Statue of Isis

A cast bronze figure of a veiled goddess sits on a throne mounted on a concrete pedestal.
"Isis, Goddess of Life" by Auguste Puttemans

Patricia McInroy


I am that which was and is and
Will ever be, and no mortal has yet
Lifted the veil which covers me Inscription on the Statue of Isis, translated from French


The bronze, seven and a half foot tall statue "Isis, Goddess of Life" is the work of Belgian sculptor Auguste Puttemans. It was a gift from the people of Belgium in gratitude for Hoover's famine relief efforts on their behalf during the First World War.

Workmen move a crated statue from a 1930s model pickup truck to a concrete pedestal in a field.
Workers installing the Statue of Isis in West Branch, 1939

Herbert Hoover Presidential Library and Museum


Expressions Of Gratitude

After the war, Herbert Hoover was sent many gifts expressing the gratitude of the Belgian people for his humanitarian efforts. Some sent him beautifully embroidered flour sacks, like those on display at the Herbert Hoover Presidential Library and Museum. Many Belgian children, refugees, and soldiers contributed to a fund to create this work of art.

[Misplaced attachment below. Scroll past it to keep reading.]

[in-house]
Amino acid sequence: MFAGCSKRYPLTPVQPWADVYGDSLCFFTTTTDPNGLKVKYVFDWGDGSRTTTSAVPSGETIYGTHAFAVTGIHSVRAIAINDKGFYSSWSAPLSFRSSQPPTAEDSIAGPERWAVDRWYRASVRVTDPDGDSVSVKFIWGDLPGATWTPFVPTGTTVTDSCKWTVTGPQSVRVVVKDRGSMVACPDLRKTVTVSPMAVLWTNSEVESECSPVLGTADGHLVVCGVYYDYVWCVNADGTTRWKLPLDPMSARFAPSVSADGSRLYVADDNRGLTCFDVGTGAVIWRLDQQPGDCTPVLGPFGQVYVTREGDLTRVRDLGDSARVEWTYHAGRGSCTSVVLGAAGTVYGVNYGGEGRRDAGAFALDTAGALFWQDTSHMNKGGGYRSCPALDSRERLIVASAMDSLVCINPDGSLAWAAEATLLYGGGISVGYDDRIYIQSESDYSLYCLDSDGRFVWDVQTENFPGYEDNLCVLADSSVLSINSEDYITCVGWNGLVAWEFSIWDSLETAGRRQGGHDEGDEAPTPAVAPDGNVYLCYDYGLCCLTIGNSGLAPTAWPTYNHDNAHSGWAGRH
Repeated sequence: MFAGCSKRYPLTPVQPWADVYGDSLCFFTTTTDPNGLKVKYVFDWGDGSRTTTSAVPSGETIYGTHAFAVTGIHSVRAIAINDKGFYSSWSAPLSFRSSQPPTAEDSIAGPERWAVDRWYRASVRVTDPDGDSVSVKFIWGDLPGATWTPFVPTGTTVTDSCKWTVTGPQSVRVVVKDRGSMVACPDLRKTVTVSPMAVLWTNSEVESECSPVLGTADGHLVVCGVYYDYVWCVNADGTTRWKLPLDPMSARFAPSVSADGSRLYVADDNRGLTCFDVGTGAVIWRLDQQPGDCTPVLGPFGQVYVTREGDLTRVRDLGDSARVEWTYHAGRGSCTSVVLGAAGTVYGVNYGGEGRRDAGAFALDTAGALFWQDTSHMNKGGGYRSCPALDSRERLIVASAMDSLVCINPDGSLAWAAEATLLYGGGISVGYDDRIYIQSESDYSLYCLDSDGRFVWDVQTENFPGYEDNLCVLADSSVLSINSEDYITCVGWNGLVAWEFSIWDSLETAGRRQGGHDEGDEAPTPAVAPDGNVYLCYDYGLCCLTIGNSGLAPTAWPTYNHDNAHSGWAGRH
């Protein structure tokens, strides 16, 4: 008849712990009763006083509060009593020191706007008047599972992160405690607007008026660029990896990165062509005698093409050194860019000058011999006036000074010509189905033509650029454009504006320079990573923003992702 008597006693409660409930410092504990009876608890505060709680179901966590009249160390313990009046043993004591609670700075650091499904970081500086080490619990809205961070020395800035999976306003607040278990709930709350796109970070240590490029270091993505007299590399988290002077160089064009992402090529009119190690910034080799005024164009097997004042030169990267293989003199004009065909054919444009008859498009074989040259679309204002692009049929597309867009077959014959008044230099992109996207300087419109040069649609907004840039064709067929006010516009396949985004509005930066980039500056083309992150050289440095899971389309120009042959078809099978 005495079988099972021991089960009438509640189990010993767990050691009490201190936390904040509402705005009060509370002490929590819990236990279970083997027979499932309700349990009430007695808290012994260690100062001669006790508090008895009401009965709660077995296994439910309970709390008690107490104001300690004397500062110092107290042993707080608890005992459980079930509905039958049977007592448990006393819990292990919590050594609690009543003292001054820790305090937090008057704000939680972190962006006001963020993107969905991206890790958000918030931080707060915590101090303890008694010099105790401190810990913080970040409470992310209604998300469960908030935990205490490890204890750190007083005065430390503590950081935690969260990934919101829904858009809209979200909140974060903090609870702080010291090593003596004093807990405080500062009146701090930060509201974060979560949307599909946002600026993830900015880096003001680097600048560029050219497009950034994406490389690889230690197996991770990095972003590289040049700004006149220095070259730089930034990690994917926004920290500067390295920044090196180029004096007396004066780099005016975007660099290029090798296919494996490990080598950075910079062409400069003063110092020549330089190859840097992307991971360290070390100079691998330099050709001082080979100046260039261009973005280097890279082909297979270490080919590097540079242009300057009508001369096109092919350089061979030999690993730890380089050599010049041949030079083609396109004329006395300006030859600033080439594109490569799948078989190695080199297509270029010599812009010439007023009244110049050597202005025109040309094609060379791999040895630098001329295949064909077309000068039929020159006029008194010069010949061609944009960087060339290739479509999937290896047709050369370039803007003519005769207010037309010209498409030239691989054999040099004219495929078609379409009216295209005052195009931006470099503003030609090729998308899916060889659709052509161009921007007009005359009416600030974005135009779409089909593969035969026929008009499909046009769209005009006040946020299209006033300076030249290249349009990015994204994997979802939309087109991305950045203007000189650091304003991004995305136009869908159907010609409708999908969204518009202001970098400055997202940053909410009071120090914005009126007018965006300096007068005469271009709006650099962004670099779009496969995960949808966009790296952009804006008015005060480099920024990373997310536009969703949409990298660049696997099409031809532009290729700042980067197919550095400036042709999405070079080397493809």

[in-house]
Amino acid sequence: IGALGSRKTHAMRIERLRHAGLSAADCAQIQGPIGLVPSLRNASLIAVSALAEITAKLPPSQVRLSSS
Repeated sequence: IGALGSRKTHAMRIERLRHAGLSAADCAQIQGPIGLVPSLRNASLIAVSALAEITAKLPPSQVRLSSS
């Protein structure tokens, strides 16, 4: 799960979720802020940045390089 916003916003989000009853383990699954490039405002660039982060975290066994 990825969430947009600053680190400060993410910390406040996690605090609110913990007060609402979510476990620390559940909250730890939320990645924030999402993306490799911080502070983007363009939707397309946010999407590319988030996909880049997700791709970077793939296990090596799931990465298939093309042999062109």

Placement At The Historic Site

When the Belgians shipped the finished statue to California's Stanford University in 1922. It remained on campus until the President and Mrs. Hoover brought it to West Branch in 1939. They wanted it to be placed in a position where it was contemplating the house, which is why Isis sits in her throne-like chair facing the Birthplace Cottage.

The Mysterious Goddess

Isis wears a veil, a symbol of the mysteries of life. Her right hand carries the torch of life-its three flames represent the past, present, and future. Her left hand holds the key of life. An ancient Egyptian goddess and an American President are an unlikely pairing. But it provides a powerful visual link between Hoover's childhood and his life's dedication to the welfare of others.

Admiring children surround an elderly Herbert Hoover during a visit to Warsaw.
Herbert Hoover surrounded by admiring children in war-torn Poland, 1946

Herbert Hoover Presidential Library and Museum


Dedication To Children's Causes

The Statue of Isis represents just one of Hoover's many efforts regarding children's welfare. As President he increased the budget for children's programs. After his presidency, Hoover was chairman of the Boys' Clubs of America for 25 years. He raised money and helped open 500 new chapters. Hoover's global relief work also inspired the creation of UNICEF, the United Nations Children's Fund, a leading advocate for children's welfare and rights around the world.


Last updated: April 25, 2018

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